25 July 2012

Books to Read Before the Summer is Out

Usually I anticipate Summer reading like a shopaholic preparing for Black Friday. The few spare moments of the Winter months are spent compiling a master list of books I ought to read but have little freedom to during the academic year, which I pounce upon as soon as I'm able. When this Summer began, however, life just got busier. Consequently, this year's list of 'books read is depressingly meager when measured against an average season. But as Summer is only half-over, after all, it is not too late to fit in some good reading. Here are a few titles that I have recently [re-] read, and are well worth your while.

Leisure: The Basis of Culture
Josef Pieper
I first read Josef Pieper's Leisure: The Basis of Culture towards the beginning of library school, and found it refreshing after years of rationalizing workaholic behavior and living in a culture obsessed with work (even if, sometimes, for the right reasons). This short essay, paired with The Philosophical Act, examines the fundamental roots of leisure in celebratory sacrifice. Anyone tired of modern workaholic culture or its equally frustrating counterpart of commodified recreation will enjoy this little book. It is a very timely read for Summer, or if you are trying to regain a sense of balance, peace, and order in your life. And at just around 75 pages, it doesn't require a huge investment of time.

Space Trilogy (Out of the Silent Planet, Perelandra, That Hideous Strength)
C.S. Lewis

"A pleasure is full grown only when it is remembered...You say you have poets in your world. Do they not teach you this?"
So an inquisitive alien asks in the first volume of this marvelous sci-fi trilogy from the mind of C.S. Lewis. The delight of the trilogy for me definitely seems to grow progressively with the remembrance of each read. One can think of this series as a slightly more grown-up segway from Narnia. As someone who loved Madeline L'Engle's Wrinkle in Time series growing up, I quickly adopted the Space Trilogy as a natural favorite, with its unique blend of space adventure, philosophy, and theology (more like sci-fi with a bit of the latter two sprinkled in). That Hideous Strength, with its blend of militaristic drama, academic politics, sorcery, and subtle commentary on love, stands out as my favorite of the three. Those who have only explored Lewis' more theological writing (e.g., Screwtape Letters, The Great Divorce) will enjoy a new dimension of his imagination in the Space Trilogy.

Born to Run: A Hidden Tribe, Superathletes, and the Greatest Race the World has Never Seen
Christopher McDougall
As a rule, I normally treat most contemporary writing as a secondary concern, to be explored after the more enduring works essential to a lifetime reading list. But Born to Run was just too intriguing to save for later. Motivated by the mystery of foot pain, journalist Christopher McDougall presents a delightfully entertaining narrative of his search for the Tarahumara, a reclusive Mexican people who drink corn beer and run ultramarathons in the canyon desert in bare feet. My favorite chapter has to be McDougall's discussion of the ancient practice of persistence hunting, wherein packs of men essentially chase animals to death (the human body never fails to amaze). With its energy-filled story-telling and exploration of human physiology and anthropology, Born to Run is sure to inspire the runner within to hit the road with new life. And it may tempt you to abandon your sneakers and go 'au naturale.'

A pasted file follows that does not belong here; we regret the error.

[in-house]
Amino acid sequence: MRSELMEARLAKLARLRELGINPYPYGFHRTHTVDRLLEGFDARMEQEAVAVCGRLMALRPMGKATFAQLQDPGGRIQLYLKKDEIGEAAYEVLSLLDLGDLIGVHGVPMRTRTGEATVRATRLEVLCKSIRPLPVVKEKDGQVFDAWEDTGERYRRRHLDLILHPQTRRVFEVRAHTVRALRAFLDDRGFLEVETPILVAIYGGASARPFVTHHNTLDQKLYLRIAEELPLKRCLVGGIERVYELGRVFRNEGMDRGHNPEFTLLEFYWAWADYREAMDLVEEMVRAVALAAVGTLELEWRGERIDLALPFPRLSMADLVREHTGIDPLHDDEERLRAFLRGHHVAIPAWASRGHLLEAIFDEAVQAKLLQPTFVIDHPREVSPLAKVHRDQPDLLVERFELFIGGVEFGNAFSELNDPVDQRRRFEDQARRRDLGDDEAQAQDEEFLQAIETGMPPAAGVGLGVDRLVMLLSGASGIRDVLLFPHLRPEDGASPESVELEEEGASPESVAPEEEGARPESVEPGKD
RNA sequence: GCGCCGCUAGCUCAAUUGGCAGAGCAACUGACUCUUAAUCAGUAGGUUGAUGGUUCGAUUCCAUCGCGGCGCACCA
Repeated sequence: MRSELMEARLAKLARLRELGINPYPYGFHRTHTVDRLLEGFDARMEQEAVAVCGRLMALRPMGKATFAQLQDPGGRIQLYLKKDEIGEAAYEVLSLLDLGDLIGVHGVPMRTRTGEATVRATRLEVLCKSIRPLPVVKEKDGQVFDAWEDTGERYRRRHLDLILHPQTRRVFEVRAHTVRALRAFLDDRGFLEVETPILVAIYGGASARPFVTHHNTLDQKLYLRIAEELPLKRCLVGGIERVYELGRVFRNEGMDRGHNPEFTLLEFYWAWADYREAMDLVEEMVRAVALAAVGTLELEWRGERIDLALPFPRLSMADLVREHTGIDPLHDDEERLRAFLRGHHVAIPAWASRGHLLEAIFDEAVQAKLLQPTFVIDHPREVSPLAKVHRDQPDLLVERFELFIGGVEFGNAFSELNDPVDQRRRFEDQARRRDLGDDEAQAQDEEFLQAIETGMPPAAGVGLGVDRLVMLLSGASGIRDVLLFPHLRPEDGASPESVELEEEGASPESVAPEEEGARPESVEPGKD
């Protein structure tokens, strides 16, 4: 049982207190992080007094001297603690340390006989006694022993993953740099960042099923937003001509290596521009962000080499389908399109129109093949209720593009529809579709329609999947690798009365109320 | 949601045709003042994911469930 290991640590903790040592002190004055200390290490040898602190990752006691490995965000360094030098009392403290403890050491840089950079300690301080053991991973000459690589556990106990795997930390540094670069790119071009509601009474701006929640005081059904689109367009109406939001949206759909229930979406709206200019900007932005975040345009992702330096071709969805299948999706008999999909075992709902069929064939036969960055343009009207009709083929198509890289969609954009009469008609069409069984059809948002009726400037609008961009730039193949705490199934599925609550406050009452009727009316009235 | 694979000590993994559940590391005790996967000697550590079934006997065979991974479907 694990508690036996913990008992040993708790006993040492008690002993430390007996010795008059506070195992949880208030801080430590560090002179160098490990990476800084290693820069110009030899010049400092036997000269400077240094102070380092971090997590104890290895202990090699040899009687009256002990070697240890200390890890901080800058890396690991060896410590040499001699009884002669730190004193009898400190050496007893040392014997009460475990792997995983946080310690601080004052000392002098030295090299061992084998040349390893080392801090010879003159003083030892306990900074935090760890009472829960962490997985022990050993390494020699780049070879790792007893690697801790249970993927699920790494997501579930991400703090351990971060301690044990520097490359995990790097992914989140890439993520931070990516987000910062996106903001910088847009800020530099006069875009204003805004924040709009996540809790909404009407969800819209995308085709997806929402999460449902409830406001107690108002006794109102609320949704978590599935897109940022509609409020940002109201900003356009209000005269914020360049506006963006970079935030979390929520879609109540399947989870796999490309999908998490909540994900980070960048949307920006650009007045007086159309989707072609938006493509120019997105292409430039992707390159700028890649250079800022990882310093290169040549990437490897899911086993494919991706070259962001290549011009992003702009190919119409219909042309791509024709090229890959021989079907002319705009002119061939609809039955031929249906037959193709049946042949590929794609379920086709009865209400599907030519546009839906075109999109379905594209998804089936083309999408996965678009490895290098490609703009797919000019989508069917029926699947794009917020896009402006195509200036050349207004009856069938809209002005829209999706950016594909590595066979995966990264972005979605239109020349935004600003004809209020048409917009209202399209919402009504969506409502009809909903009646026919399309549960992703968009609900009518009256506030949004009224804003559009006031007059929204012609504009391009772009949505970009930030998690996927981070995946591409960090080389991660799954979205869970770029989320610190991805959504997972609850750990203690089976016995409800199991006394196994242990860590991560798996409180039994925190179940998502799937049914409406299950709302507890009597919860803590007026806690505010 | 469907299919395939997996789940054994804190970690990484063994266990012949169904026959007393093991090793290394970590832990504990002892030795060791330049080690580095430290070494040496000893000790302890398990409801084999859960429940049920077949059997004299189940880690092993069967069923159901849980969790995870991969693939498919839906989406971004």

Letters of J.R.R. Tolkien
Edited by Humphrey Carpenter
"Well, there you are, a hobbit amongst the Urukhai. Keep up your hobbitry in heart, and think that all stories feel like that when you are in them. You are inside a very great story!"
-J.R.R. Tolkien to Christopher Tolkien (at war), 6 May 1944

Influenced by a recent conversation with a good friend, I decided to take up The Letters of J.R.R. Tolkien (after all, it serves a good prelude to a necessary re-reading of The Hobbit before its big screen debut this winter). I have only cracked the surface of this tremendously heart-warming collection of correspondence, and already feel compelled to recommend it without reservation. Like an ageless child, Tolkien's pen seems to be the gateway of a conduit to his heart. The letters to his editors are playful and humble, while those to his wife and children read as effusive parcels of love. His correspondence clearly shows a man with an expansive heart and boundless imagination. Tolkien writes frankly about moral principles and virtue in the wake of wartime, which largely formed the backdrop for his composition of The Lord of the Rings. Not to mention his notes to his sons are frequently sprinkled with Elvish, Latin, and Anglo-Saxon turns of phrase and remarks on the liturgical calendar. Letters of J.R.R. Tolkien is sure to inspire Tolkien fans and captivate new ones.

Happy Reading!

No comments:

Post a Comment